(Australia, United States of America 29 Dec 1939–29 Sep 1993)
59.0 x 87.0 x 10.5cm
Ian Burn played a vital role in the international development of conceptual art in London and New York from 1965–77. On returning to Australia he became involved in the trade union movement and over the next decade only intermittently made art. His ‘‘Value added’ landscapes’ from 1992–93 are significant works which synthesise his thinking on artmaking, landscape, representation and language. They also mark his return of sorts to painting, but a mediated return where painting itself is located within a matrix of references to vision and language, production and reception.
The paintings incorporated in these works are amateur landscapes collected from markets and junk shops which Burn has overlaid with text that, as he explains, ‘at alternate moments, describes the picture, addresses the viewer and reflects on itself as text’.1 The mirroring, which was an important part of Burn’s work in the late 1960s and which implicates the viewer and the location of the artwork in the production of meaning, is still apparent in these later works. The perspex, with words printed on it, is both a screen through which we see the landscape and a means by which we are reflected in this reading of the land. In this way, the work produces a complex process of looking. As art historian Ann Stephen has written: ‘The texts that overlay the landscapes cloud our ability to make judgments about the paintings, reminding us that we don’t have a natural relation to looking’.2 Here, text and image compete for equal attention in an unresolved exchange where ultimately meaning remains ambivalent.
Depicting landscape itself is, of course, one of the most historically prevalent and perennially popular forms of Australian art and one where a distinctive Australian subject matter first appeared. The continuation of landscape as the key subject matter of the amateur painter and its place in the popular imagination remains important to Burn’s respectful exploration of this legacy. ‘‘Value added’ landscape no 11’ was exhibited in his first solo exhibition, entitled ‘Collaborations’, at Melbourne’s Sutton Gallery in 1993. The title of the exhibition points to how Burn saw himself as working with the found paintings. The title of the series refers to a process of recuperation and new life which the discarded paintings gain through Burn’s process of revaluing, and to the layering of meanings which the text overlay traces out.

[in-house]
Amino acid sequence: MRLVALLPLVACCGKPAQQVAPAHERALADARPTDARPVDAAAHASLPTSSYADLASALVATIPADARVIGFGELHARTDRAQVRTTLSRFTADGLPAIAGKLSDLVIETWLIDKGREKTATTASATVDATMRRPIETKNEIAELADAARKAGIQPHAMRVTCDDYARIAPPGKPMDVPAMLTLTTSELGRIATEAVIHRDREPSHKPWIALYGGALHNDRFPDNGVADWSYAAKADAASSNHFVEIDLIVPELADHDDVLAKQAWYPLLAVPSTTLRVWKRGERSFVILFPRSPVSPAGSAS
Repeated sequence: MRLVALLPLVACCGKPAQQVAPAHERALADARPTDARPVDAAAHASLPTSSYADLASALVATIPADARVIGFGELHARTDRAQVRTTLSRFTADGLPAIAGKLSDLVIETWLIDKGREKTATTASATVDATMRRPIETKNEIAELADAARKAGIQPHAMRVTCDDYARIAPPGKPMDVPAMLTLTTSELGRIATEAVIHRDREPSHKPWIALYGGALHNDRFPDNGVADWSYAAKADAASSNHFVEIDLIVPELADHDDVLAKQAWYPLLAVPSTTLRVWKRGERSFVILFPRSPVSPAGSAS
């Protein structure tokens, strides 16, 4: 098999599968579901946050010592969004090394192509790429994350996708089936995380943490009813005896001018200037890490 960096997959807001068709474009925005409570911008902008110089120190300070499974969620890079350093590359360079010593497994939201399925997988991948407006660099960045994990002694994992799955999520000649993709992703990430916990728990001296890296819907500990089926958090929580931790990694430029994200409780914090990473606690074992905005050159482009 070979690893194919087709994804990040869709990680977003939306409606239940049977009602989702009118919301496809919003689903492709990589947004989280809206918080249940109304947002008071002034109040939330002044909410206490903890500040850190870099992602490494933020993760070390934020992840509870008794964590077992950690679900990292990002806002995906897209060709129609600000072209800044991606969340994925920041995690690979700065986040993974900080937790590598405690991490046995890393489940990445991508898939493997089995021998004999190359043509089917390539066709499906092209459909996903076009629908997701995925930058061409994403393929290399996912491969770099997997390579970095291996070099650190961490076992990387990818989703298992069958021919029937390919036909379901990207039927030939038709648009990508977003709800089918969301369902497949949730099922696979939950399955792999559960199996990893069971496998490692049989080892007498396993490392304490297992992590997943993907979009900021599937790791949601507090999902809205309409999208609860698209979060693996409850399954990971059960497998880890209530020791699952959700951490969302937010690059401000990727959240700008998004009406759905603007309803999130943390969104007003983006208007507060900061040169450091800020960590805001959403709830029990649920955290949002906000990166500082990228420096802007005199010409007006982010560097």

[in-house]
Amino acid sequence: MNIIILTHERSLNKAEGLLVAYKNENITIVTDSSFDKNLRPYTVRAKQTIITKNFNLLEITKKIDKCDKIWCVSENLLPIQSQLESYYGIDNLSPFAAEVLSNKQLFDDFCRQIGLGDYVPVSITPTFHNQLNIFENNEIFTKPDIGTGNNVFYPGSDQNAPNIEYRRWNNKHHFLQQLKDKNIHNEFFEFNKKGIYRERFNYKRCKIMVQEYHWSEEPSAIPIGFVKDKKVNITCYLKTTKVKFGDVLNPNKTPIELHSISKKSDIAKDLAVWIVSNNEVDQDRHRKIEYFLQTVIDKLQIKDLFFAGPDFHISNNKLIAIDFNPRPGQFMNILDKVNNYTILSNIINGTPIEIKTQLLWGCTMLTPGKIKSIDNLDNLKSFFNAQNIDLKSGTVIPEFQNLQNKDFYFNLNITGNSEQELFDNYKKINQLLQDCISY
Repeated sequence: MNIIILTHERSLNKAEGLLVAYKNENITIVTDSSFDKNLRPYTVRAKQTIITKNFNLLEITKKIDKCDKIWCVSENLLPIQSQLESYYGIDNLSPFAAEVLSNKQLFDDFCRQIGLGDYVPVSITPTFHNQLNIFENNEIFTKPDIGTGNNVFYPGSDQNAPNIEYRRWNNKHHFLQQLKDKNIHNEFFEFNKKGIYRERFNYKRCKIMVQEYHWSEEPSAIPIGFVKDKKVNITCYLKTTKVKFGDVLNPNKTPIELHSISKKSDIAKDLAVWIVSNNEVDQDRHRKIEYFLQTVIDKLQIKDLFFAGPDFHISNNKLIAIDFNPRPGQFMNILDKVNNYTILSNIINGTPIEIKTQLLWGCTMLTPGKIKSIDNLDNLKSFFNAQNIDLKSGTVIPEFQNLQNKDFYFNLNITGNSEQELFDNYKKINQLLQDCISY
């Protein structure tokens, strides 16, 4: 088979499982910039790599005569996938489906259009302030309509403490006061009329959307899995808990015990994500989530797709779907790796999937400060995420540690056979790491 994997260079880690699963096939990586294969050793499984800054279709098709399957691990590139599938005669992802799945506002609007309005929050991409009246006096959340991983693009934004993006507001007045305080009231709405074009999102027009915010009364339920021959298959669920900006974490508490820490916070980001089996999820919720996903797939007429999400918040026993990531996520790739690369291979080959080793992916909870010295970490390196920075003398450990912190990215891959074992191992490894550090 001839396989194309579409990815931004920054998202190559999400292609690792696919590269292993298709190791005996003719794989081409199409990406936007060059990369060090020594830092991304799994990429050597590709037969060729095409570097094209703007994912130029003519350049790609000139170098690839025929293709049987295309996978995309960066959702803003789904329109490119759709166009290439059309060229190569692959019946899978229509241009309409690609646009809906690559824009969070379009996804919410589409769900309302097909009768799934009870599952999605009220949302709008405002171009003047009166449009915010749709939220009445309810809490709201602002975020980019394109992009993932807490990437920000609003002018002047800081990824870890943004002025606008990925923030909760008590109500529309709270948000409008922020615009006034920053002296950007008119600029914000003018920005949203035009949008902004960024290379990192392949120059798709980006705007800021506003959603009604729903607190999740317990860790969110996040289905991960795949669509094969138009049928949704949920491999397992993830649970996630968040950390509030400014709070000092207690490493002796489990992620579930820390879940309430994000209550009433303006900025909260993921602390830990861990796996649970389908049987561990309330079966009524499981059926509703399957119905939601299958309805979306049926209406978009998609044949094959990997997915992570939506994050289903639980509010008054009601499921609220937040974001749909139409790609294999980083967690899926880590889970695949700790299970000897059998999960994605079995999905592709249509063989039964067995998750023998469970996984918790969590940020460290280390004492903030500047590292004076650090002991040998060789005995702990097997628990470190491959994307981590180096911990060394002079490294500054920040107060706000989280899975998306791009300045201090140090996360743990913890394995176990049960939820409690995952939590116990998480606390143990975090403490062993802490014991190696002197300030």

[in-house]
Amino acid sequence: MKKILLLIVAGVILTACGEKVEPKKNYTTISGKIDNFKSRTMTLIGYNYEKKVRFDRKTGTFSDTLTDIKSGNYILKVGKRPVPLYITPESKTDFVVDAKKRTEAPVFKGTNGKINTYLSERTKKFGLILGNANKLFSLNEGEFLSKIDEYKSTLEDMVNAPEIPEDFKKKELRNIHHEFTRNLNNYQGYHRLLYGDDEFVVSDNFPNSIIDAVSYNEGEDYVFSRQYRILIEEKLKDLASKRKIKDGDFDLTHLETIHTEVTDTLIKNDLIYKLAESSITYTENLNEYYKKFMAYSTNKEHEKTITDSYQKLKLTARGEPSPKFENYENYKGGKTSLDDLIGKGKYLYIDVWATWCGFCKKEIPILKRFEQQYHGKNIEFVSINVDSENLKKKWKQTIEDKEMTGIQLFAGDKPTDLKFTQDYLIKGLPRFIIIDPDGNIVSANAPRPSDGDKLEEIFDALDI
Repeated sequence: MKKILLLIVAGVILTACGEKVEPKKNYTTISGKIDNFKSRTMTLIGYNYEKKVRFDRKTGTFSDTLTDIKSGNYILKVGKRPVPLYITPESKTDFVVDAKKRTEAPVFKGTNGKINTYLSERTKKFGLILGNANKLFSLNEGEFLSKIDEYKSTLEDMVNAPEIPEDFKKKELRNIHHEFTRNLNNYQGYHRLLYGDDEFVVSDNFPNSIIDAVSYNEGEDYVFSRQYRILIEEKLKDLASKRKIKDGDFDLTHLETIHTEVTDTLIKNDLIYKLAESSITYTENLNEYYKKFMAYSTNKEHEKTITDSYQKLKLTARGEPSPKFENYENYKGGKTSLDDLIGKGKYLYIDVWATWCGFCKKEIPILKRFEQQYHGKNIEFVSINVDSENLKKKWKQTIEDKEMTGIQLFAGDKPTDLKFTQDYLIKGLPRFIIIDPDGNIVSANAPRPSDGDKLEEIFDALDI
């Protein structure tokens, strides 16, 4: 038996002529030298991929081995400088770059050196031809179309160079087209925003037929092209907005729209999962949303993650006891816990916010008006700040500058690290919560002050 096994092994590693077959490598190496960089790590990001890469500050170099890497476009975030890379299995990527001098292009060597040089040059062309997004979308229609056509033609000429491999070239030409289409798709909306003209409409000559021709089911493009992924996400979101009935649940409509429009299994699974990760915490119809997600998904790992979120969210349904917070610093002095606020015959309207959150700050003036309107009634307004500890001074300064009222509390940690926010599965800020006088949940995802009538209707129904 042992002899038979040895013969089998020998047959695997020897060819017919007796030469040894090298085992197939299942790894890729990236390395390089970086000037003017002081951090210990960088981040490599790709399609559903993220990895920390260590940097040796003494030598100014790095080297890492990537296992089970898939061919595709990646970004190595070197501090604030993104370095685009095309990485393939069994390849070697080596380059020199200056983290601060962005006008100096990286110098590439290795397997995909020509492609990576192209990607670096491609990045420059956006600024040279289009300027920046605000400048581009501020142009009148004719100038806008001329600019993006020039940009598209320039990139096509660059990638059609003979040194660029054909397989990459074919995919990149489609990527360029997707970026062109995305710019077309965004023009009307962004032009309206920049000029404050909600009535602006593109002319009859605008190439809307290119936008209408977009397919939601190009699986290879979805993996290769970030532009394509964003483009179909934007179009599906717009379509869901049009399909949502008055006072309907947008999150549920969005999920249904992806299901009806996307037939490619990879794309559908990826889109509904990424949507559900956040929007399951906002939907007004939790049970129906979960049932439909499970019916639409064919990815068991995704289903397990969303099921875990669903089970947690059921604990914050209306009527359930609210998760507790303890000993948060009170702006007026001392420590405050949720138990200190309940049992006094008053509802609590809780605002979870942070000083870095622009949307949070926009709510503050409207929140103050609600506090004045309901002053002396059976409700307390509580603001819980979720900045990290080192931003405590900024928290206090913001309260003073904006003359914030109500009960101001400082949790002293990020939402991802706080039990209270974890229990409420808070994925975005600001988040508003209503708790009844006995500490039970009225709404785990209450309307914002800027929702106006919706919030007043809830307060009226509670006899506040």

1. Ian Burn, ‘Notes on “value added landscapes”’ in Geoff Levitus (ed), ‘Lying about the landscape’, Craftsman House, Sydney 1997, pp 112–16.
2. Ann Stephen ‘Making origins work’ in ‘Agenda’, no 38, Sept 1994, p 15.
© Art Gallery of New South Wales Contemporary Collection Handbook, 2006
Art Gallery of New South Wales, Art Gallery of New South Wales Annual Report 2003 2003, 'Year in review', pg.14-35, Domain, 2003, 18.
Natasha Bullock, Contemporary: Art Gallery of New South Wales Contemporary Collection, 'Landscape, mapping, nature', pg.290-331, Sydney, 2006, 292, 300, 301 (colour illus.).
Ian Burn, Collaborations 1993, "Notes on 'value added' landscapes", 1993.
Denise Mimmocchi, Australian Symbolism: the art of dreams 2012, ‘The sunny south: the landscape as Aesthetic ideal’, pg.81-90, Sydney, 2012, 82.
Ann Stephen, Artists think: the late works of Ian Burn 1996, Melbourne, 1996, 98 (colour illus.).
Ann Stephen, Australian Journal of Art 9vol. Xii 1994-1995, "'Value Added' Landscapes, 1993-93", 1994-1995.
Collaborations, Sutton Gallery, Fitzroy, 1993–1993
Artists think: the late works of Ian Burn:
Unscripted, Art Gallery of New South Wales, Sydney, 20 May 2005–24 Jul 2005